When different protein sources were used as substrates, a concentration of 10 g l-1 was used, replacing the raw feathers. The effect of carbohydrates on keratinase production was tested by adding 10 g l-1 of glucose, sucrose or lactose to FKB. The effect of surfactants was tested by the addition of 10 g l-1 of Tween 80 or Triton X-100.

All experiments were done in triplicate.

Kinetic parameters

Kinetic data were analyzed as described elsewhere (Sinclair and Cantero, 1990; Doran, 1995). The maximal specific growth rate (μmax) was calculated from the equation:

μ = dX/Xdt

where X is the cell concentration in g l-1 and t the time (h).

Specific production rates (qP), defined as the amount of activity produced per gram of cell dry mass and per hour (U g-1 h-1) were calculated during growth from the relation:

qp = dP/Xdt

where P is the activity expressed in U l-1, X the biomass concentration on g l-1 and t the time (h).


The strain of Chryseobacterium sp. kr6 grew well and completely degraded chicken feathers in the medium (Figure 1). This intense feather-degrading activity was achieved in the range of 25-37ºC and with initial pH adjusted from 6.0 to 8.0. Similar growth curves were observed within this range of temperature and pH. A typical curve is shown in Figure 2. The stationary growth phase was reached after 24 h, coinciding with maximum proteolytic activity. In all cases, the pH values increased up to 8.3 during cultivation, and maximum specific production rate was achieved at 24 h, coinciding with the end of exponential growth phase. No important growth neither proteolytic activity were observed during cultivation of the strain at 42ºC or higher and pH 9.0 or higher (not shown).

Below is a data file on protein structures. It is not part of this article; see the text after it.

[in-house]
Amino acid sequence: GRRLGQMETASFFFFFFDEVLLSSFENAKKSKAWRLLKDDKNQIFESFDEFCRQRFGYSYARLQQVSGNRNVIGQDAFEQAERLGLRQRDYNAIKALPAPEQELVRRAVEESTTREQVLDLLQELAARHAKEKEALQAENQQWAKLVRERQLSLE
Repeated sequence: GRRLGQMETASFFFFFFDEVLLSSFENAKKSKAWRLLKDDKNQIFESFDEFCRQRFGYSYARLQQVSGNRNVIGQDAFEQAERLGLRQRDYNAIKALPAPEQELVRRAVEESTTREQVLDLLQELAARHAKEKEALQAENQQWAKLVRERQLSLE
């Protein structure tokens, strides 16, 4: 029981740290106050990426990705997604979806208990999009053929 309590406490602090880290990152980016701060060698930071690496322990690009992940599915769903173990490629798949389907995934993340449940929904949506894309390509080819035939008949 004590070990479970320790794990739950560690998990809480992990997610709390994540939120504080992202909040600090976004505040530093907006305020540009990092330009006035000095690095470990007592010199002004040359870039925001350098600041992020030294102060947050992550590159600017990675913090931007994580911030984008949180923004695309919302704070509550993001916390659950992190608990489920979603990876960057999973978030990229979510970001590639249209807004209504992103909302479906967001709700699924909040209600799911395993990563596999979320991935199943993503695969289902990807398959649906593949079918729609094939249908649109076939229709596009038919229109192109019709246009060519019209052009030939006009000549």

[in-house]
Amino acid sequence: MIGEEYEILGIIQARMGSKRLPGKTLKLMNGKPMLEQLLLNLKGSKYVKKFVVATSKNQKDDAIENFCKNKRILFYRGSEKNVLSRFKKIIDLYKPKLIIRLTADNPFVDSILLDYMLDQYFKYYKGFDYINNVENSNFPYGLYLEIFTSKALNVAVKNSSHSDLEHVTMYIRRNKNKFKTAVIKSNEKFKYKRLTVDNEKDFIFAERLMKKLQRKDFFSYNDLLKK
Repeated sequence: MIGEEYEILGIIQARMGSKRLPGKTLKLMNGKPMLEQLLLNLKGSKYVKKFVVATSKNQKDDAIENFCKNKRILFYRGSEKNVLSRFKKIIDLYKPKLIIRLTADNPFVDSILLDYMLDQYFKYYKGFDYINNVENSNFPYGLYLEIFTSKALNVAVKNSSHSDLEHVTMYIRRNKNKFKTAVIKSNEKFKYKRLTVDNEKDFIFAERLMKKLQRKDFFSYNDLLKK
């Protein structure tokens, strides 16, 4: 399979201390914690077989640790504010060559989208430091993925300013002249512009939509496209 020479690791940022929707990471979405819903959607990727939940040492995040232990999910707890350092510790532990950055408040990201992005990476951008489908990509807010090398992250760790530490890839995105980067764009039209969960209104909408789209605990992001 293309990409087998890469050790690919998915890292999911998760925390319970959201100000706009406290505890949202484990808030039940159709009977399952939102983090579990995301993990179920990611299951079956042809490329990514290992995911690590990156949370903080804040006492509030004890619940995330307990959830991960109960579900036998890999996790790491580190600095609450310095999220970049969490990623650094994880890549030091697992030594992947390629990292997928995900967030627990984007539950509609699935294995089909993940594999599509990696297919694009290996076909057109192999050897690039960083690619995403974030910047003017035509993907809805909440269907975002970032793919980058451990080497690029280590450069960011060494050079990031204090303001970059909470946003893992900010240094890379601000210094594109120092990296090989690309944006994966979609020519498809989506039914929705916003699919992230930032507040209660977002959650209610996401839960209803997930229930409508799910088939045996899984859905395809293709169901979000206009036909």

The maximum specific growth rate (μmax), the doubling time (td), the yield of specific product formation (YP/X), and specific production rate (qp), calculated at the final growth phase are shown in Table 1. Maximum enzyme activity and enzyme yields were observed at 30ºC and pH ranging from 6.0 to 7.0. Maximum biomass was obtained with more alkaline pH values (Table 1). Although the production pattern of keratinase was similar for the different pH values tested, lower activities were observed at pH 5.0. The qp values were higher at 30ºC and pH 6.0-7.0.